A few examples should clarify this concept. Perhaps the most famous equilibrium is the Walrasian one. This is usually described as demand=supply, but there is more to that. In a market with one or multiple goods, agents have beliefs about the goods prices, and through some behavioral rule these beliefs determine the quantities that agents try to buy or sell (planned actions). Aggregating up these quantities determines outcomes – the differences between demand and supply for each good. If there is excess demand or excess supply, some agents buy or sell more (or less) than what they planned. Instead, in a Walrasian equilibrium agents have beliefs on prices that make them buy or sell quantities that “clear” the market, i.e. demand=supply. In this way, all agents realize their plans.

When strategic interactions are important, economists use game theory to model interdependent choices. In game theory players have beliefs about what their opponents will do and plan actions according to these beliefs and some behavioral rule. For example, if players are fully rational their behavioral rule is to select the action that maximizes their payoff given their beliefs. In a Nash equilibrium all players’ actions and beliefs are mutually consistent, so no agent can improve her payoff by switching to another action. But agents could be boundedly rational, playing also, with some smaller probability, actions that do not maximize their payoff. In this case it is for example possible to define a Quantal Response Equilibrium, in which again beliefs and planned actions match outcomes.

All equilibrium concepts above are static, but it is straightforward to include a temporal dimension. (Beliefs over time are called expectations.) For example, in many macroeconomic models agents are forward-looking, e.g. they plan how much to consume in each future period of their life. These consumption decisions depend on future interest rates: in periods when the interest rates are high, agents may prefer saving to consuming, so to earn higher interest and afford higher consumption in the future. In a rational expectations equilibrium [1], the expectations for future interest rates are on average correct, so that again beliefs and planned actions (consumption decisions) match outcomes (interest rates). The assumption of rational expectations places no restriction on macroeconomic dynamics: this may reach a stationary state, but also follow limit cycles or chaos.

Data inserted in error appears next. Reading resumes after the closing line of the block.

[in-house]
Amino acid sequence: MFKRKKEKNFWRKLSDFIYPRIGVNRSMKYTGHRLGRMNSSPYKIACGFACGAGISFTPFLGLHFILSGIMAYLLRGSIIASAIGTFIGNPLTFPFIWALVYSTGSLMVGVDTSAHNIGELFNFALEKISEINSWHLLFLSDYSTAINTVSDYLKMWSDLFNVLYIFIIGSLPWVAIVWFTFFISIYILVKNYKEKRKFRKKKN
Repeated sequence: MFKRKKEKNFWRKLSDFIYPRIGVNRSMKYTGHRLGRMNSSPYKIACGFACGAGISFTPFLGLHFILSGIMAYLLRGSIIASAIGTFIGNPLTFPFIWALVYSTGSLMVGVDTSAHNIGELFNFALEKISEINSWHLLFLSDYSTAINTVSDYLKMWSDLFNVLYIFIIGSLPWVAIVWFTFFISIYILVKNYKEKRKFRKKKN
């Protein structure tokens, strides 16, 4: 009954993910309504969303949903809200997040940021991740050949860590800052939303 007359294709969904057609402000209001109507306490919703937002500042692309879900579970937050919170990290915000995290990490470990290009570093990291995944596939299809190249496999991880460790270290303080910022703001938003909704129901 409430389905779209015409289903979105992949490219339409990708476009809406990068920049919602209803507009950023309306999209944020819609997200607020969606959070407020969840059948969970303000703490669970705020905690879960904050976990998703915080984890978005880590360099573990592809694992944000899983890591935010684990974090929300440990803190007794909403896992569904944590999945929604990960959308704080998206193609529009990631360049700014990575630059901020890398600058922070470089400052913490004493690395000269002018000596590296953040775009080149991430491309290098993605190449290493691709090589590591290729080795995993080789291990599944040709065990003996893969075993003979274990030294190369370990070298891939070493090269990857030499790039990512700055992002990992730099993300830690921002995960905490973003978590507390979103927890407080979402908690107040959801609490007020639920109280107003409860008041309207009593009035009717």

Many more equilibrium concepts have been proposed in economics, and new ones keep being introduced, but all equilibria share the same rationale. For example, search and matching models are used to go beyond the Walrasian equilibrium concept. When applied to the labor market, these models assume that workers and firms engage in costly search of a good match. This potentially difficult search process may explain involuntary unemployment, which could not be explained if labor demand=labor supply, as in Walrasian models. Yet, the equilibrium of search and matching models can still be viewed in the same way as in the examples above. Workers have beliefs about future vacancy rates, which determine how difficult it is to find a job, and firms have beliefs on future unemployment rates, determining how difficult it is to fill a vacancy. These beliefs determine which minimum wage to accept or offer, or how long to search (planned actions), typically following a rational behavioral rule. Finally, the combined decisions of workers and firms lead to outcomes, namely unemployment and vacancy rates. Again, in equilibrium beliefs, planned actions and outcomes are mutually consistent.

Pros and cons of equilibrium

If equilibrium has been a key concept in economic theory for more than a century, there must be some good reasons. The first reason, I think, is that modeling out-of-equilibrium behavior is harder than modeling equilibrium behavior. What is a realistic way to model what happens when beliefs, planned actions and outcomes are systematically inconsistent? (I give a possible answer at the end.) Equilibrium is then an incredibly useful simplification, that makes it possible to abstract away from this problem. Economic theorists are often interested in adding more and more realistic features about how the economy works in their models, and by assuming equilibrium they keep their models tractable. In addition, contemporary economics is becoming more and more empirical. Many applied economists are happy to just build a model that accounts for some property of the data, and building models with equilibrium is a transparent way to highlight the relevant theoretical mechanisms.

A second reason for the success of equilibrium is that time averages of beliefs, planned actions and outcomes may approximate equilibrium, which would then be a useful point prediction. An example that comes from my research is the game of Matching Pennies. If this game is played repeatedly, under some learning algorithms the players will never converge to a Nash equilibrium. However, it is easy to show that time averaged play is close to equilibrium behavior [2]. Something similar has been observed experimentally.